In 2022, the globe created 29,165.2 terawatt hours (TWh) of electricity, a 2.3% increase over the previous year.
In this graphic, we examine statistics from the most recent Statistical Review of World Energy and speculate on what will power the world in 2022.
Coal is still the king
Natural gas came in second with 22.7% of the world’s power output in 2022, and hydropower came in third with 14.9%.
Only three countries consume more than three-quarters of the world’s total coal-generated electricity. China consumes 53.3% of the world’s coal, with India coming in second at 13.6% and the United States coming in third at 8.9%.
Coal combustion is the world’s single largest source of CO2 emissions, accounting for electricity, metallurgy, and cement manufacture. Nonetheless, its use in power generation has increased by 91.2% since 1997, when the first global climate agreement was signed in Kyoto, Japan.
Why does electricity matter?
With the rise of electric vehicles and heat pumps, electricity is playing an increasingly important role in the transportation and heating sectors of modern society. Despite being the world’s greatest contributor to carbon dioxide emissions, the power industry is at the forefront of the drive toward zero emissions as a result of its rapid adoption of renewable energy sources like solar and wind.
What role does electricity play in green energy transitions?
Climate change mitigation initiatives are driving the rapid electrification of many end uses, including transportation and industry, which has resulted in a significant increase in power demand and the requirement to produce as much of it as is practical from renewable sources. Despite the fact that unchecked fossil fuels still account for more than 60% of total global electricity generation, the result is a tremendous restructuring of power networks worldwide.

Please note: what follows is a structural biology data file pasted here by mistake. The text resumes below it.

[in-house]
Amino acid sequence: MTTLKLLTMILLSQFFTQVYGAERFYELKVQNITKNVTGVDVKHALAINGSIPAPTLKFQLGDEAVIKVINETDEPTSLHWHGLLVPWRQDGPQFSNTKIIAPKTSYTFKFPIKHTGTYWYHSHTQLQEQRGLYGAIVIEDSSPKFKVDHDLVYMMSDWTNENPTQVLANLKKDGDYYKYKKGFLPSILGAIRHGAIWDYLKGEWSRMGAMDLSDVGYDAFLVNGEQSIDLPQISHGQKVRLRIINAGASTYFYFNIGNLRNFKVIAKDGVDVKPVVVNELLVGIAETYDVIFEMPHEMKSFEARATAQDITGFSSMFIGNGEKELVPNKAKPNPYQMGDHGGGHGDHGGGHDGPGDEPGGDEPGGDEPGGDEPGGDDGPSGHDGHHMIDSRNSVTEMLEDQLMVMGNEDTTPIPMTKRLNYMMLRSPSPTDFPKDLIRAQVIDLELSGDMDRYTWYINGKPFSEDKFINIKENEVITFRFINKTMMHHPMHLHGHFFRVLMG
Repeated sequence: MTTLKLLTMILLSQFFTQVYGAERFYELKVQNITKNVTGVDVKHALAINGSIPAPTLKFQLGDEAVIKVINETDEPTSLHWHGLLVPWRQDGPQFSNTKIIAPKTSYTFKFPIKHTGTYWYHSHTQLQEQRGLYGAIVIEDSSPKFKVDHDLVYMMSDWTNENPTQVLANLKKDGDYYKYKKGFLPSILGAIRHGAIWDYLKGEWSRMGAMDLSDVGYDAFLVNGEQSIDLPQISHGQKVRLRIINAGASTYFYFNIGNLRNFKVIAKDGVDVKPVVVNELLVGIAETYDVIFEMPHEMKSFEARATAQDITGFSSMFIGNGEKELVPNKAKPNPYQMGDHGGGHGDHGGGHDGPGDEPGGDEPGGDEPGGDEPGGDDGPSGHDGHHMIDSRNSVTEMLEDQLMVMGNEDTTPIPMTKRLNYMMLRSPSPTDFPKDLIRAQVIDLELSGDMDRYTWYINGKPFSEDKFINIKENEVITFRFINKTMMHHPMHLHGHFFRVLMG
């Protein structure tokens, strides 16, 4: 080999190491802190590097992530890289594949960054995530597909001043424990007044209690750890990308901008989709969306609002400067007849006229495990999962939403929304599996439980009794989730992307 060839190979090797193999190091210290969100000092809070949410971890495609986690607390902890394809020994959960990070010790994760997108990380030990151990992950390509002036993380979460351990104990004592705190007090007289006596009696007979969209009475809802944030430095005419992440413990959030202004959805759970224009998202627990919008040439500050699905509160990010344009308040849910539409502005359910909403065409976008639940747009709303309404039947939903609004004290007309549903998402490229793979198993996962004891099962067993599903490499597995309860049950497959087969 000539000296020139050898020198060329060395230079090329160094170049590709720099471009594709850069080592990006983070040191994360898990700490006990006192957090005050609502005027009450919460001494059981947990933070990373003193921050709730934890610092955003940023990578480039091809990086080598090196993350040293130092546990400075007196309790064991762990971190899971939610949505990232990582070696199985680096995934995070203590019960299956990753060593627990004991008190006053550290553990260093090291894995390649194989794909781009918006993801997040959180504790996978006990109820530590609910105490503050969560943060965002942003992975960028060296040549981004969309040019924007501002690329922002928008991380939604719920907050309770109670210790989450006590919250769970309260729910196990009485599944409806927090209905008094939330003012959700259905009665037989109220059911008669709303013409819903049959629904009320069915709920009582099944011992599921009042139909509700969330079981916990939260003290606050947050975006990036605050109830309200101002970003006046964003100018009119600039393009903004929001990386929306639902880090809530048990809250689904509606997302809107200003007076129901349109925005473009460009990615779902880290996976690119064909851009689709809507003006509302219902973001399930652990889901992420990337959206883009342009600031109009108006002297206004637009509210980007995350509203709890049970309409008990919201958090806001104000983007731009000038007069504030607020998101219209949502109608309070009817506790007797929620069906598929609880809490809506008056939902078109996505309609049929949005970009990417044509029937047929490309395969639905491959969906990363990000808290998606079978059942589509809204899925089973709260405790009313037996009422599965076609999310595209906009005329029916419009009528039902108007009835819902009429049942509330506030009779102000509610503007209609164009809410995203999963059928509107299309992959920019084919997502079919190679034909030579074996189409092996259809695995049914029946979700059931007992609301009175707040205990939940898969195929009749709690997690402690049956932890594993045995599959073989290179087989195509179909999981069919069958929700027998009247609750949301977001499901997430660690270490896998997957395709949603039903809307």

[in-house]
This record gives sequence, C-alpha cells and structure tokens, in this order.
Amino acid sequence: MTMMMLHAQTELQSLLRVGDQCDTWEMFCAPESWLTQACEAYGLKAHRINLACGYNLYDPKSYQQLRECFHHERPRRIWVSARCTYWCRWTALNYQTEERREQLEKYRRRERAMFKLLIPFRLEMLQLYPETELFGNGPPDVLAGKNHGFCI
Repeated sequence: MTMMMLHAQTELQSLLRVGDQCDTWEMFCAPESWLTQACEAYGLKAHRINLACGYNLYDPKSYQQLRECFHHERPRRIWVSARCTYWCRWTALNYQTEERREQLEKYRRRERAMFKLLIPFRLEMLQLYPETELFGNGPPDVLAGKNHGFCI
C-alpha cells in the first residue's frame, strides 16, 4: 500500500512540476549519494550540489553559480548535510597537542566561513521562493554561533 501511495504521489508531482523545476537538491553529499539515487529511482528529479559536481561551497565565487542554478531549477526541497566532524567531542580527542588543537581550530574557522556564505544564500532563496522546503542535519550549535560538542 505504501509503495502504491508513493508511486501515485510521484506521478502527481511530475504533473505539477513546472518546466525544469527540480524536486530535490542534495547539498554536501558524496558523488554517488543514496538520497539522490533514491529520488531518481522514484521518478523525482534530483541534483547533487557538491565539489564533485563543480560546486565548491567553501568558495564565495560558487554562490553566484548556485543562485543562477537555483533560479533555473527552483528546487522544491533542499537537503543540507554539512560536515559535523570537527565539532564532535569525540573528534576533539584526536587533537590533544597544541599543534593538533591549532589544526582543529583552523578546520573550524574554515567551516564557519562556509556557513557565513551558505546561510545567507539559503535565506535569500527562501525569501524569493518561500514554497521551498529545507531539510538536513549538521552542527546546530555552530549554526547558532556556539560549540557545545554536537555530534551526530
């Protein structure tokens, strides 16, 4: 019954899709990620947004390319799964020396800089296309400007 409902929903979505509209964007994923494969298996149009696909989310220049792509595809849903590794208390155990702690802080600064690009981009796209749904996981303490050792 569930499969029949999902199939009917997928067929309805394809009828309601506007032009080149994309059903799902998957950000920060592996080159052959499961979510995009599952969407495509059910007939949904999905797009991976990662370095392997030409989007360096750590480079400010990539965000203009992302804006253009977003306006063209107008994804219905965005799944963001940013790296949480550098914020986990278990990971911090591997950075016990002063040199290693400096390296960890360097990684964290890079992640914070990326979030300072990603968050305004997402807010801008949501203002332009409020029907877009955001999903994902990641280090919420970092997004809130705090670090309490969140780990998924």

Why does it affect energy security?
Electricity security and affordability have risen to the top of the political agenda in the wake of the present global energy crisis, with renewable solutions being given preference. The unpredictability of solar and wind power necessitates a variety of backup production choices and smarter, more interconnected grids. More legislative action is required to ensure that fast electrification is accompanied by rapid deployment of low-carbon energy and resilient grids.
Renewable Energy is on the Rise
However, even as non-renewables bask in the sun, their days may be numbered.
In 2022, renewable energy sources like wind, solar, and geothermal will produce 14.4% of all power, with significant advancements in solar and wind driving an astounding annual growth rate of 14.7%. Non-renewables, on the other hand, only managed a pitiful 0.4%.
The writers of the Statistical Review exclude hydropower from their renewable calculations, despite the fact that many others, like the International Energy Agency, see it as a “well-established renewable power technology.”
With hydroelectric moving into the renewable column, it will account for more than 29.3% of all electricity generated in 2022, with a 7.4% annual growth rate.
The transformation of mechanical energy into electrical energy does not require much effort. While today’s power plants are undoubtedly feats of engineering, they are fundamentally similar to the original generator, which Michael Faraday developed in 1831.
Coal fueled the first industrial revolution but warmed the world in the process; wind is free and clean but unreliable; and nuclear fission reliably delivers emission-free electricity but creates radioactive waste, so obtaining the mechanical energy is where things become complex.
Resolving these contradictions is not academic; next year’s report might be a critical test of the world’s commitment to a clean energy future as temperatures soar around the globe this summer.